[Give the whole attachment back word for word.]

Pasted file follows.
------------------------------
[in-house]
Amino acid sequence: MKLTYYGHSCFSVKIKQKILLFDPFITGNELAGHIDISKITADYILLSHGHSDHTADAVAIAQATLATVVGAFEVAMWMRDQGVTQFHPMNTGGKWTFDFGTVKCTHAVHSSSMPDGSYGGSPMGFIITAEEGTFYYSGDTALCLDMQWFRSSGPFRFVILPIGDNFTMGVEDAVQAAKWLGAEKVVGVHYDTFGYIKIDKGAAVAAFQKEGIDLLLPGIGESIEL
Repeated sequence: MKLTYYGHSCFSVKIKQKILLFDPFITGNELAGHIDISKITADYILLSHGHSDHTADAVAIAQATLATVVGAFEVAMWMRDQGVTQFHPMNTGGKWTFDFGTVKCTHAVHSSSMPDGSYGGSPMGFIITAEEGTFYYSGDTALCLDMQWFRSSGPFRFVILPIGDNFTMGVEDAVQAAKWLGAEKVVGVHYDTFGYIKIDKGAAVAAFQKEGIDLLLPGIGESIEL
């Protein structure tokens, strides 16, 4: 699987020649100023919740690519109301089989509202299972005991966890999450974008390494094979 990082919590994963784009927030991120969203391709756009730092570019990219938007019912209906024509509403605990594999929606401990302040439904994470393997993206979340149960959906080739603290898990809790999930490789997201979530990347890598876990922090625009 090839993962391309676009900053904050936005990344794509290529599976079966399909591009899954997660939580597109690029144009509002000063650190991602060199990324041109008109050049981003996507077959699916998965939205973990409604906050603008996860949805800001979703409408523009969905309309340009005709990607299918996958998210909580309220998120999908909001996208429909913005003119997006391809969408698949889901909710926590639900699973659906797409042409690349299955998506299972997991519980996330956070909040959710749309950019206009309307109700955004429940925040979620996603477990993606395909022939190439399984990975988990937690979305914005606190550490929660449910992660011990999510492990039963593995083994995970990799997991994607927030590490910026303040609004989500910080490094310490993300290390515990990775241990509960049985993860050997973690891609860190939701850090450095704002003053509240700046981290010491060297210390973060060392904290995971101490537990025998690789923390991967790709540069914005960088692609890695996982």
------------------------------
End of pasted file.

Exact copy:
[in-house]
Amino acid sequence: MKLTYYGHSCFSVKIKQKILLFDPFITGNELAGHIDISKITADYILLSHGHSDHTADAVAIAQATLATVVGAFEVAMWMRDQGVTQFHPMNTGGKWTFDFGTVKCTHAVHSSSMPDGSYGGSPMGFIITAEEGTFYYSGDTALCLDMQWFRSSGPFRFVILPIGDNFTMGVEDAVQAAKWLGAEKVVGVHYDTFGYIKIDKGAAVAAFQKEGIDLLLPGIGESIEL
Repeated sequence: MKLTYYGHSCFSVKIKQKILLFDPFITGNELAGHIDISKITADYILLSHGHSDHTADAVAIAQATLATVVGAFEVAMWMRDQGVTQFHPMNTGGKWTFDFGTVKCTHAVHSSSMPDGSYGGSPMGFIITAEEGTFYYSGDTALCLDMQWFRSSGPFRFVILPIGDNFTMGVEDAVQAAKWLGAEKVVGVHYDTFGYIKIDKGAAVAAFQKEGIDLLLPGIGESIEL
């Protein structure tokens, strides 16, 4: 699987020649100023919740690519109301089989509202299972005991966890999450974008390494094979 990082919590994963784009927030991120969203391709756009730092570019990219938007019912209906024509509403605990594999929606401990302040439904994470393997993206979340149960959906080739603290898990809790999930490789997201979530990347890598876990922090625009 090839993962391309676009900053904050936005990344794509290529599976079966399909591009899954997660939580597109690029144009509002000063650190991602060199990324041109008109050049981003996507077959699916998965939205973990409604906050603008996860949805800001979703409408523009969905309309340009005709990607299918996958998210909580309220998120999908909001996208429909913005003119997006391809969408698949889901909710926590639900699973659906797409042409690349299955998506299972997991519980996330956070909040959710749309950019206009309307109700955004429940925040979620996603477990993606395909022939190439399984990975988990937690979305914005606190550490929660449910992660011990999510492990039963593995083994995970990799997991994607927030590490910026303040609004989500910080490094310490993300290390515990990775241990509960049985993860050997973690891609860190939701850090450095704002003053509240700046981290010491060297210390973060060392904290995971101490537990025998690789923390991967790709540069914005960088692609890695996982």